“For me, surrealism never figured as a church; it was, above all, a new opening onto poetry.”
In 1941, Julien Gracq, newly released from a German prisoner-of-war camp, put a projected second novel on hold, and instead wrote a series of prose poems that would come to represent the only properly surrealist writings in his oeuvre. Surrealism provided Gracq with a means of counteracting his disturbing wartime experiences; his newfound freedom inspired a new freedom of personal expression, and he gave the collection an appropriate title, Great Liberty: “In the occult dictionary of surrealism, the true name of poetry is liberation.”
Gracq the poet rather than the novelist is at work here, but the results exceed the classification of prose poetry. His manipulation of imaginative and metamorphic imagery generates bizarre, phantasmagorical, and lyrical wonders. Surrealist fireworks lace through bewitching modernist romance, fantasy, black humor, and deadpan absurdism. A later, postwar section entitled “The Habitable Earth” presents Gracq as visionary traveler, exploring the terrains of the Andes and Flanders, and returning to the narrative impulse of his better-known fiction.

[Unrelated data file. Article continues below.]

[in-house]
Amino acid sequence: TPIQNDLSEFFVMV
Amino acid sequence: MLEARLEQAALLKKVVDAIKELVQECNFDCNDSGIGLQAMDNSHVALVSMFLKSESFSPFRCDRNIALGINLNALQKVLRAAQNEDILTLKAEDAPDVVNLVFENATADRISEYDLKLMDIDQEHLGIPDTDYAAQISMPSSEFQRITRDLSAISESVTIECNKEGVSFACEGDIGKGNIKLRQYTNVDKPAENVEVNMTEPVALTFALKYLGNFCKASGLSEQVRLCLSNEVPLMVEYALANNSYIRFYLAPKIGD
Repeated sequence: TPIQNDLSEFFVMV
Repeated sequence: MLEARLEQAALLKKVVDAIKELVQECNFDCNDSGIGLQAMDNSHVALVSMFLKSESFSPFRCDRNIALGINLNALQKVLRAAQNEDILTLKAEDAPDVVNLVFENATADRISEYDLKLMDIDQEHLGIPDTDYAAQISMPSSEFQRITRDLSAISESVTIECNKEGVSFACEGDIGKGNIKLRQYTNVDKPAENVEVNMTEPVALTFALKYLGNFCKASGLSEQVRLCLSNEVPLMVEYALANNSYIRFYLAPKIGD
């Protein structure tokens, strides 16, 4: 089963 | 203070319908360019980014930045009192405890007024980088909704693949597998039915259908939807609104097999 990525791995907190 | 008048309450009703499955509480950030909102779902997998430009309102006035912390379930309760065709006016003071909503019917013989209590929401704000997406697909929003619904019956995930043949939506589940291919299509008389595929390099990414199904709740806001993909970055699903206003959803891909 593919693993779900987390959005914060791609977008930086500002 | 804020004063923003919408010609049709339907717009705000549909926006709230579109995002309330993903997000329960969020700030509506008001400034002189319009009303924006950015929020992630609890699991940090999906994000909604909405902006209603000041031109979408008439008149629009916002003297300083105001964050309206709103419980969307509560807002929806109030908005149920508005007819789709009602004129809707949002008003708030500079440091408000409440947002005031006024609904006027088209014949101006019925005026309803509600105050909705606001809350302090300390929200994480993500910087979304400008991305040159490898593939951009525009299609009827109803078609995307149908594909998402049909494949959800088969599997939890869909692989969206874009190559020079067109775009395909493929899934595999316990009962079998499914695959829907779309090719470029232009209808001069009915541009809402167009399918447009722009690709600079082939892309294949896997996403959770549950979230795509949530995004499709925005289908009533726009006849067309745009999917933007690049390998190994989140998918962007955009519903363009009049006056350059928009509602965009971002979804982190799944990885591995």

Great Liberty is a liminal work that exists on an unmapped borderline, and is a distinctive and cornerstone to the writer’s oeuvre.
Julien Gracq (1910–2007), born Louis Poirier, was a history and geography teacher by day, and a French writer by night, known for such dreamlike novels as The Castle of Argol, A Dark Stranger, The Opposing Shore (for which he refused the Prix Goncourt), and Balcony in the Forest. He was close to the surrealist movement, and André Breton in particular, to whom he devoted a critical study.